"Welcome to JEREMIAD! This is a never-before-seen mature ZZT adventure, steeped with both big-picture ideas and heavy metaphor. This is a journey into the human condition, its highs and lows, set against a postmodern, surreal backdrop."
"This is the first game from MBGS, a company made up of several close friends who wanted to do something a bit outside the mold. JEREMIAD was the end result. We sincerely hope you enjoy it."
Thus begins Jeremiad, a narrative world that kicked off 2020-in-ZZT. It attracted some interest since the authors appeared to be first-time ZZTers and did not surface on the z2 forums or the Discord at the time (and haven't appeared to since). They clearly were ambitious and wanted to make an impact, as the above text suggests.
The game's art is its biggest strength, with the environments you navigate and the art/story boards drawn well. MBGS's artist made graphical choices which differ from standard ZZT conventions, giving the game a very 'fresh' look. This includes a liberal use of objects as background environments and some interesting perspectives.
The game is set in a post-apocalyptic world (no spoiler here, this is spelt out on the first playable board), with the protagonist exploring the prison-like building he (it's made quite clear you play as a man) finds himself waking up in. Things are revealed in flashbacks and expository cutscenes as you progress and try to get answers from them that run the show, and eventually the hero comes to a decision on his place in this world. Besides the exploratory gameplay, most of the narration and exposition is done by text, which includes some porn-y bits (but believe me, it is meant to tie in with the plot). Sadly, you can be locked out of the game at one point based on which objects you interact with - so avoid examining too many things before you reach a certain lab.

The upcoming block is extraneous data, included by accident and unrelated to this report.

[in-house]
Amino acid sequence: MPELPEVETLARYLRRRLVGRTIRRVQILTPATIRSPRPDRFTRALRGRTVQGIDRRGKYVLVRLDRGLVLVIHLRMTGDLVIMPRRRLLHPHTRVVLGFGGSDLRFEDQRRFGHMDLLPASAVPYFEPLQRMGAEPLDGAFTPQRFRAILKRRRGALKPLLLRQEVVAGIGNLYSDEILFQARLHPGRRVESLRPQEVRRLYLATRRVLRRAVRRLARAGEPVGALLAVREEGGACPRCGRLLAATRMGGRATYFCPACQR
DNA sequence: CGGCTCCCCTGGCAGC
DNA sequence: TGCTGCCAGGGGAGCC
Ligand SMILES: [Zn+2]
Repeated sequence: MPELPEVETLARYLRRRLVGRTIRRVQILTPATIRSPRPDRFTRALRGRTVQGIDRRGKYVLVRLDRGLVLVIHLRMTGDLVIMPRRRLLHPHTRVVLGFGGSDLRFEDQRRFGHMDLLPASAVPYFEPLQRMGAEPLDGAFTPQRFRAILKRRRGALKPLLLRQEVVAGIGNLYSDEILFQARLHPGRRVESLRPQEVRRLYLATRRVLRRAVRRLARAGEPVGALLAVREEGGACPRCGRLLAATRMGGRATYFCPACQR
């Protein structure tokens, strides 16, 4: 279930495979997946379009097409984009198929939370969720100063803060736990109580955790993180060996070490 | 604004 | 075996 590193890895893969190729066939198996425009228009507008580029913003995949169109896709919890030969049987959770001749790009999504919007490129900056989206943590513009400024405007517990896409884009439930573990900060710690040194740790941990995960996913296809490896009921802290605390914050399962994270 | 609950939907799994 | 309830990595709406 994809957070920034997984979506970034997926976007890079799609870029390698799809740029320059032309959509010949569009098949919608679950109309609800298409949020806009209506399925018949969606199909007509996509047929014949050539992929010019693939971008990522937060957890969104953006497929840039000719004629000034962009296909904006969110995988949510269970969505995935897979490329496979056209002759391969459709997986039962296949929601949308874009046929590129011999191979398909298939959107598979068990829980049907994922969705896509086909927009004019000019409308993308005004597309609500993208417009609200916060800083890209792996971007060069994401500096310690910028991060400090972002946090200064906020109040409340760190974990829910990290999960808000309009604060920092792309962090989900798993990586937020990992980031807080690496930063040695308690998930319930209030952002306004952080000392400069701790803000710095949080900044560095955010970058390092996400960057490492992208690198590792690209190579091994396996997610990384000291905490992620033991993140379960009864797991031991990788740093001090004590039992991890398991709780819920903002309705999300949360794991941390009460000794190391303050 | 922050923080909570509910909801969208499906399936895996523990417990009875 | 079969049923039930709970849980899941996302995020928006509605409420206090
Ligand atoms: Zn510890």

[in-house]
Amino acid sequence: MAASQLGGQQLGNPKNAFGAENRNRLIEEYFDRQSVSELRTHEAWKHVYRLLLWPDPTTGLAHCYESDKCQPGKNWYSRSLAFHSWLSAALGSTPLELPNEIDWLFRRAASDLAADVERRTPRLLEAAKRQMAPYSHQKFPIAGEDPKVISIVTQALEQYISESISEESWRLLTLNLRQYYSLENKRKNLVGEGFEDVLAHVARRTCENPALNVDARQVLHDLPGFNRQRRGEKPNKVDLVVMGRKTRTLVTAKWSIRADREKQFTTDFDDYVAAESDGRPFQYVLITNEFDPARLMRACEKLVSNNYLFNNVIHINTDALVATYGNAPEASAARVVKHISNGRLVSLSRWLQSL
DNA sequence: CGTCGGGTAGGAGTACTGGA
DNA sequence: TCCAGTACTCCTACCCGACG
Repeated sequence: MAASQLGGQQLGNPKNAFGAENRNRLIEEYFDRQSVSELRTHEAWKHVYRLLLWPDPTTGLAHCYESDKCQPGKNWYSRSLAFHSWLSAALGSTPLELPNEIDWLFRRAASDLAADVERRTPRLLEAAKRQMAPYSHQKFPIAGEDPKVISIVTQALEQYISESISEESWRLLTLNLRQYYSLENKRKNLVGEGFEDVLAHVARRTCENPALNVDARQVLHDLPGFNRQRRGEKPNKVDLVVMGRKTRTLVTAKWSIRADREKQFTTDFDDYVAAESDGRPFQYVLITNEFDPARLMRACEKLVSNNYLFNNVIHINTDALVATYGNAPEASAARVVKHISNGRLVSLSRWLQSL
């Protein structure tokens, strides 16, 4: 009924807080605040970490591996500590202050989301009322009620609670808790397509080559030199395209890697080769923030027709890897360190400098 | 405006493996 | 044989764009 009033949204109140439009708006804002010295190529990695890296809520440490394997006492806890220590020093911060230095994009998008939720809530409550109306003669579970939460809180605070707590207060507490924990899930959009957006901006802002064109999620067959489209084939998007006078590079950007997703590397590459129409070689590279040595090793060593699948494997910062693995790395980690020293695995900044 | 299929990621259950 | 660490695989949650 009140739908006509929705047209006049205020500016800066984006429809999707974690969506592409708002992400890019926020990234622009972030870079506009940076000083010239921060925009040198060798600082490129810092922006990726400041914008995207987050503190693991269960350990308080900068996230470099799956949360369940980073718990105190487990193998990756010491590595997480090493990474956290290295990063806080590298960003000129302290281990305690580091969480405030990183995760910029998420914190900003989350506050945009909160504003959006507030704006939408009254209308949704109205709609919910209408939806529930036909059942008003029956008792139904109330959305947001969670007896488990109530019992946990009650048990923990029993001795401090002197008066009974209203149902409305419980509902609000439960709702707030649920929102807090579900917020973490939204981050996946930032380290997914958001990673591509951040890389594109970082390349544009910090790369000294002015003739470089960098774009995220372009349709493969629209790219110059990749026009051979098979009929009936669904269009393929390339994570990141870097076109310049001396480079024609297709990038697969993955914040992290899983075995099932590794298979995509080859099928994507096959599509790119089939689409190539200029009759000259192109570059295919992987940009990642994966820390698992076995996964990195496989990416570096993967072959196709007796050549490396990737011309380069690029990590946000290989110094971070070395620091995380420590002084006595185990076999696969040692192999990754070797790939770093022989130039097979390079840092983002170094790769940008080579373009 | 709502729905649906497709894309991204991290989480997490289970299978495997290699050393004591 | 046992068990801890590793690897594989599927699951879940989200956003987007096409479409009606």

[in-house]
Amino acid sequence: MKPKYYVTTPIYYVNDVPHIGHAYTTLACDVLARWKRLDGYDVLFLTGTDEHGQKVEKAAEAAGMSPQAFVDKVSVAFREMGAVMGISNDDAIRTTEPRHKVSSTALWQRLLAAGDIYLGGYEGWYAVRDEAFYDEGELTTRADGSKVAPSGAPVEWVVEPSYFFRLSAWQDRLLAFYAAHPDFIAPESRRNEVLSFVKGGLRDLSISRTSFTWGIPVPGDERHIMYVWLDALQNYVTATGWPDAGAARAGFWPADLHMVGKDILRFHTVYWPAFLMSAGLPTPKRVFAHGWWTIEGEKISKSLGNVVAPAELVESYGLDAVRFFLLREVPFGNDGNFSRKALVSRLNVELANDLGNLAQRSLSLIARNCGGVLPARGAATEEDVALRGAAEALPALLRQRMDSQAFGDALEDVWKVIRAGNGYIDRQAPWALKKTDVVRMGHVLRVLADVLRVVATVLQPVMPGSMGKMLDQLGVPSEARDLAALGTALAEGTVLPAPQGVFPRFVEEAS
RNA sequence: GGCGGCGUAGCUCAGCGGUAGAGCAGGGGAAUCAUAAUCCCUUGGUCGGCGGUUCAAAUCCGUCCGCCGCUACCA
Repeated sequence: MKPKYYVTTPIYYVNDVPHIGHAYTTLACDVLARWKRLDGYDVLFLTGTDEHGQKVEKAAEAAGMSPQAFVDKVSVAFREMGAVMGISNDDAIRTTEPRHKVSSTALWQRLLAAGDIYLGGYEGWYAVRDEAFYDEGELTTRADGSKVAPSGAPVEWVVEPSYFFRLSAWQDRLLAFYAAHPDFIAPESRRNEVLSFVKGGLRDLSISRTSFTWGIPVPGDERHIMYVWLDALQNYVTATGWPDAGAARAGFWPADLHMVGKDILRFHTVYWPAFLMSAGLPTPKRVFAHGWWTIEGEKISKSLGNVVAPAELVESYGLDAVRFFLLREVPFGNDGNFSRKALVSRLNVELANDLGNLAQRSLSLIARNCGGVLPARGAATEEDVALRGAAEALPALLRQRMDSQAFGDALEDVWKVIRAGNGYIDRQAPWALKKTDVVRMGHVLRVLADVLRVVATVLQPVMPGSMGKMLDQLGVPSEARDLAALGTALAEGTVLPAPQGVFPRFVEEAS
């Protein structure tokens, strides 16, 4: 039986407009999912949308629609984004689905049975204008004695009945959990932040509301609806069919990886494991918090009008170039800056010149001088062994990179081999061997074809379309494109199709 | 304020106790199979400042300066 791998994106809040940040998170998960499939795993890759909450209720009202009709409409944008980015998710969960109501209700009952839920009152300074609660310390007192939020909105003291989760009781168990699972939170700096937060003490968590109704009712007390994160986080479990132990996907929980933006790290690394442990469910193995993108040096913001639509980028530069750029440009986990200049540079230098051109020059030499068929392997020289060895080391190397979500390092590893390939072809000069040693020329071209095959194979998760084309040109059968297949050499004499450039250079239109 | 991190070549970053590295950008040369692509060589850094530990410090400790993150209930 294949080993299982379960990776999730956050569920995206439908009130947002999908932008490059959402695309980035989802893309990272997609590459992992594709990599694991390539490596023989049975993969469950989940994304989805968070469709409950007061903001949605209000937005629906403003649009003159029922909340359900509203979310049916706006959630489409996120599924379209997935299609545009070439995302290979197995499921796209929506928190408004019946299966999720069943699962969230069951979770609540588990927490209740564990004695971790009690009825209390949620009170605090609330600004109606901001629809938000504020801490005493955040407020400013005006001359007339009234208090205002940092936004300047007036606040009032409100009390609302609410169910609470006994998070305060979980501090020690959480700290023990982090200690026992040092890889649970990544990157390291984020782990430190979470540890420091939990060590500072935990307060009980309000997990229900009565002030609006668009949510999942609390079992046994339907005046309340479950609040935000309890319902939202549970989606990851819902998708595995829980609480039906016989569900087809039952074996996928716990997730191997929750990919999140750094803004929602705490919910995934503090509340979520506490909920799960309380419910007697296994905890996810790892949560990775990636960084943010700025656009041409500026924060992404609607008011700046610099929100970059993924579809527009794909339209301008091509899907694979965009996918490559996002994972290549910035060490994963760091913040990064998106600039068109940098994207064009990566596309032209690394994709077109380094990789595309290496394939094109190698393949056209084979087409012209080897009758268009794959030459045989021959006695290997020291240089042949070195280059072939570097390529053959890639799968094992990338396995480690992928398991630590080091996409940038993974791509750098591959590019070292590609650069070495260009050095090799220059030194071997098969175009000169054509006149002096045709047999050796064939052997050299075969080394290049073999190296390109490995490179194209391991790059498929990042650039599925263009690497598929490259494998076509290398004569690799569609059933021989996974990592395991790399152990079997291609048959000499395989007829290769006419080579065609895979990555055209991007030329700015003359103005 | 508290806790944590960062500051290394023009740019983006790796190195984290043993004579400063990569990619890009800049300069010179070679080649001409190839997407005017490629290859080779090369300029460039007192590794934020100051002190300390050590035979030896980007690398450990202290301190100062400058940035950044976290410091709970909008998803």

But what of its message? As a jeremiad should, Jeremiad tries to show us how wrong the world as we know it is and paint a grim picture of the future if we persist in our ways. Tries.
If we take the authors' manifesto at face value, this game doesn't succeed as something new and shocking. Earnest games about the human condition, warnings about the future, surreal backdrops and heavy metaphor are not new to ZZT, so how does it stand up on its merits as a morality tale? While a jeremiad could in principle be made in ZZT, a lot rests on whether the bad things that will lead the world to ruin are convincing to its audience.
The ones in Jeremiad are not. It gives off a vibe of "yeah, something something recession of 2008, something something climate change, the strip malls don't have the shops I like anymore, DRUGS, and the youngsters these days are degenerates".
On that last point, it is a bit too eager to paint the young people of this generation (or the near-future) as having unhealthy cultural tastes and habits. The authors go out of their way to label furries, Wumpscut fans and stoners as signs of the coming apocalypse. Bolt on a graphic death-by-drug-overdose (in text!), hints of cultural bankruptcy and a need to recreate it from scratch, and some vaguely Biblical guff about a BEAST picking off degenerates living in the game's post-apocalyptic world, and it comes off more as a rant against them youngins than anything else. If the authors were trying to shock or shame, they have failed.
Honestly, just look at the game in the editor to see what there is to it. There is some music (transcribed from Billie Eilish and Crowded House) but it's nothing special. MBGS have since released a second game in 2021 which isn't a real improvement on this except for one good joke.
Content warnings: A graphic description of a drug overdose and some sexually explicit text, implied animal cruelty, and undue hostility to furries and stoners.
Reviewed: Jan 30, 2023
Rating: out of 5.0 This user has opted out of providing a numeric rating